Andy Martino, SNY.tv | Twitter |
On Friday night, we reported that Aaron Boone held a brief team meeting after the Yankees' dreary Wednesday night loss to Minnesota. This was but a teensy weensy scoopie, notable not so much for what happened, but for what it said about how the embattled manager handled his first major crisis point.
Then, the reaction by numerous Yankees fans on Twitter through the weekend made clear that I hadn't made my point clearly or effectively enough.
As the Yankees dropped a pair of games to the gutted Toronto Blue Jays, losing another series to a second-division team, the reaction to our Boone story was generally along the lines of "this didn't age well," "this lasted one game," and "Boone knew enough to hold the meeting before Tanaka started."
So it seemed worthwhile to circle back and say that the results of Saturday and Sunday's games had no bearing on the effectiveness of Boone's leadership style -- and neither did Friday's blowout win validate it. Wins and losses rarely teach us much about the quality of the manager. Those are more on the players, and the front office executives who choose the players.
Some managers can be bad enough tacticians to cost their team wins, and a few are good enough to help their teams overperform. But most, like Boone, make the bulk of their impact off the field. In his first season, Boone has been fine as an in-game manager -- some players have privately questioned a bullpen move here or there, but overall, he brings a pretty standard approach.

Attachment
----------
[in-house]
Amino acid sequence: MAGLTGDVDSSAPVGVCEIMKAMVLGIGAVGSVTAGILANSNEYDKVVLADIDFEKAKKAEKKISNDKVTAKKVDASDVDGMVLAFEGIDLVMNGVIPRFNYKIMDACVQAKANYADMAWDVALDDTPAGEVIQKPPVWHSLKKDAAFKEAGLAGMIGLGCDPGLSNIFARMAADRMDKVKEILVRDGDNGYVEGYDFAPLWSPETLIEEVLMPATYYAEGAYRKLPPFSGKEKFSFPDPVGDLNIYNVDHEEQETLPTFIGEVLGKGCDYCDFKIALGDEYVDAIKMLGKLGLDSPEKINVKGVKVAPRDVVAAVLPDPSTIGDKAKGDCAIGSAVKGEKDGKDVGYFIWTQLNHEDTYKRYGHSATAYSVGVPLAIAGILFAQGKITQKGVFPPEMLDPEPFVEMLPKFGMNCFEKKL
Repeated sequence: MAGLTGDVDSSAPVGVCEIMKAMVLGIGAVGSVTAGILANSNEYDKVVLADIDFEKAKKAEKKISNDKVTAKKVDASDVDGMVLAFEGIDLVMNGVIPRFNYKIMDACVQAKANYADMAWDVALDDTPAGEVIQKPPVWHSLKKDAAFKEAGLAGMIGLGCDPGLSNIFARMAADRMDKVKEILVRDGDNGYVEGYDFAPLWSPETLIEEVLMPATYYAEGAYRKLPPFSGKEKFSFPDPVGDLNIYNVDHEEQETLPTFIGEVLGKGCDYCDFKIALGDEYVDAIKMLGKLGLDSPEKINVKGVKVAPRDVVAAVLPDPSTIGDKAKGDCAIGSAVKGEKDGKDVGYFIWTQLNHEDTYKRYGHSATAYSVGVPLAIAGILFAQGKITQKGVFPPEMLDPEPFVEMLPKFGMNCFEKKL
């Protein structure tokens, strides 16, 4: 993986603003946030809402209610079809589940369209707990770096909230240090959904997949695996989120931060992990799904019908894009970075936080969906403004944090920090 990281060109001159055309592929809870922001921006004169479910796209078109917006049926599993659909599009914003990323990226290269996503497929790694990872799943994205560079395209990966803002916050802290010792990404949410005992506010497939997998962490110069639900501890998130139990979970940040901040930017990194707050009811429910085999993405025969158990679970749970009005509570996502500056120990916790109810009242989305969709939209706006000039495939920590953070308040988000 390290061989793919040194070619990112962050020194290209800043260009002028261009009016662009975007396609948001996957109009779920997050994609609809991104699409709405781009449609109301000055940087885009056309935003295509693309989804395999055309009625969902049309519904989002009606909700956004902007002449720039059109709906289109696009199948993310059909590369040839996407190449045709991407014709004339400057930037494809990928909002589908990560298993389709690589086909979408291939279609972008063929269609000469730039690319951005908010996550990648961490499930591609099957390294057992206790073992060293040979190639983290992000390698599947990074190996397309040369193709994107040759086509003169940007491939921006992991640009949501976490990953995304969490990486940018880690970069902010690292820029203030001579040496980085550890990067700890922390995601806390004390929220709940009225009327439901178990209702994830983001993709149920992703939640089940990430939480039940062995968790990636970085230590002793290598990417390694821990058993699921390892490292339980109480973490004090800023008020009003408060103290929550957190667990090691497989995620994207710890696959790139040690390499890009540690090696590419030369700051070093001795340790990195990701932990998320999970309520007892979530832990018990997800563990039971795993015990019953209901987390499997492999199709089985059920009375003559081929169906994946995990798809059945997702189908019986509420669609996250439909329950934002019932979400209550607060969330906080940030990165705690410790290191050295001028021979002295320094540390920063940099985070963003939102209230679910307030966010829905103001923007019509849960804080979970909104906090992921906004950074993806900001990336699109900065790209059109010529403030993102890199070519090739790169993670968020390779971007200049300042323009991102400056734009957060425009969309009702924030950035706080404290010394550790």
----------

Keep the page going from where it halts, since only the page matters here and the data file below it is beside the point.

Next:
Plus -- and as one longtime Yankees person notes -- it's hard to know these days which moves are on the skipper, and which are dictated by the front office. That's consistent across most organizations.
Boone's team meeting -- like his general demeanor-- was effective because of the calm professionalism that he displayed, and which he brings to work every day. He is an antidote to the tone set by Joe Girardi, who Yankees leadership ended up viewing as a good man too intense and tightly wound to motivate the contemporary player.
Fans often seem to want managers to echo their own anger and frustration. This is an understandable impulse, borne from the helpless feeling of sitting at home and watching your favorite team struggle. But the best way a manager can address a rough period is to make individual connections, remain positive when addressing the media, and display emotional maturity and consistency.
Boone does this at an elite level. He is secure in his personality, and treats his players like adults. The Yankees are lucky to have found a manager with these tools, and the potential to be special. This will be true no matter how the Yanks finish the season.